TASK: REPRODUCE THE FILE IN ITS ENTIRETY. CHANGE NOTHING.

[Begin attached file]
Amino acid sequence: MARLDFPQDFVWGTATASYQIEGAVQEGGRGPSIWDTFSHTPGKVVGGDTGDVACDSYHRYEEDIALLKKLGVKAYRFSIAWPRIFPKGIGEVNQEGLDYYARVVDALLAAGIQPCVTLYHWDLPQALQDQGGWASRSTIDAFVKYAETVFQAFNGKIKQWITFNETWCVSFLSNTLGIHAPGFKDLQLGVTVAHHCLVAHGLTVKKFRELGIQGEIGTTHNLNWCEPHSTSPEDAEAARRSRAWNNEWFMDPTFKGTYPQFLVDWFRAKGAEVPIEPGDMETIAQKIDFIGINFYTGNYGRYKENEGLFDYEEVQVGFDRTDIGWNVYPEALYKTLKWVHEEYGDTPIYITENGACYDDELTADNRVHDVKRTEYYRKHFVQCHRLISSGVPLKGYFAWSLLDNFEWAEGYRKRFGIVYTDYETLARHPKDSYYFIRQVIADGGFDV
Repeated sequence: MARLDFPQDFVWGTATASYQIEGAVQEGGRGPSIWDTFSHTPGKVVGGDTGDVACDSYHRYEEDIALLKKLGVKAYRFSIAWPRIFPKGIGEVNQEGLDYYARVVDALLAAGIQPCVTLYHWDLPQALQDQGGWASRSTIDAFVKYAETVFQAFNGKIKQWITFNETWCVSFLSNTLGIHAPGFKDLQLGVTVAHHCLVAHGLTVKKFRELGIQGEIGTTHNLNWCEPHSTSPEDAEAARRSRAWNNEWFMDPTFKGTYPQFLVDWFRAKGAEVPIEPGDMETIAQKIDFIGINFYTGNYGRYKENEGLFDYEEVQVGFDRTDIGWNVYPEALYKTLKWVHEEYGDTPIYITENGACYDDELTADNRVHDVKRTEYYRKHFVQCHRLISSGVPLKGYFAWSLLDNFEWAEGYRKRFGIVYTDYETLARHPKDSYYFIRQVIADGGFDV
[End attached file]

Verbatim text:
Amino acid sequence: MARLDFPQDFVWGTATASYQIEGAVQEGGRGPSIWDTFSHTPGKVVGGDTGDVACDSYHRYEEDIALLKKLGVKAYRFSIAWPRIFPKGIGEVNQEGLDYYARVVDALLAAGIQPCVTLYHWDLPQALQDQGGWASRSTIDAFVKYAETVFQAFNGKIKQWITFNETWCVSFLSNTLGIHAPGFKDLQLGVTVAHHCLVAHGLTVKKFRELGIQGEIGTTHNLNWCEPHSTSPEDAEAARRSRAWNNEWFMDPTFKGTYPQFLVDWFRAKGAEVPIEPGDMETIAQKIDFIGINFYTGNYGRYKENEGLFDYEEVQVGFDRTDIGWNVYPEALYKTLKWVHEEYGDTPIYITENGACYDDELTADNRVHDVKRTEYYRKHFVQCHRLISSGVPLKGYFAWSLLDNFEWAEGYRKRFGIVYTDYETLARHPKDSYYFIRQVIADGGFDV
Repeated sequence: MARLDFPQDFVWGTATASYQIEGAVQEGGRGPSIWDTFSHTPGKVVGGDTGDVACDSYHRYEEDIALLKKLGVKAYRFSIAWPRIFPKGIGEVNQEGLDYYARVVDALLAAGIQPCVTLYHWDLPQALQDQGGWASRSTIDAFVKYAETVFQAFNGKIKQWITFNETWCVSFLSNTLGIHAPGFKDLQLGVTVAHHCLVAHGLTVKKFRELGIQGEIGTTHNLNWCEPHSTSPEDAEAARRSRAWNNEWFMDPTFKGTYPQFLVDWFRAKGAEVPIEPGDMETIAQKIDFIGINFYTGNYGRYKENEGLFDYEEVQVGFDRTDIGWNVYPEALYKTLKWVHEEYGDTPIYITENGACYDDELTADNRVHDVKRTEYYRKHFVQCHRLISSGVPLKGYFAWSLLDNFEWAEGYRKRFGIVYTDYETLARHPKDSYYFIRQVIADGGFDV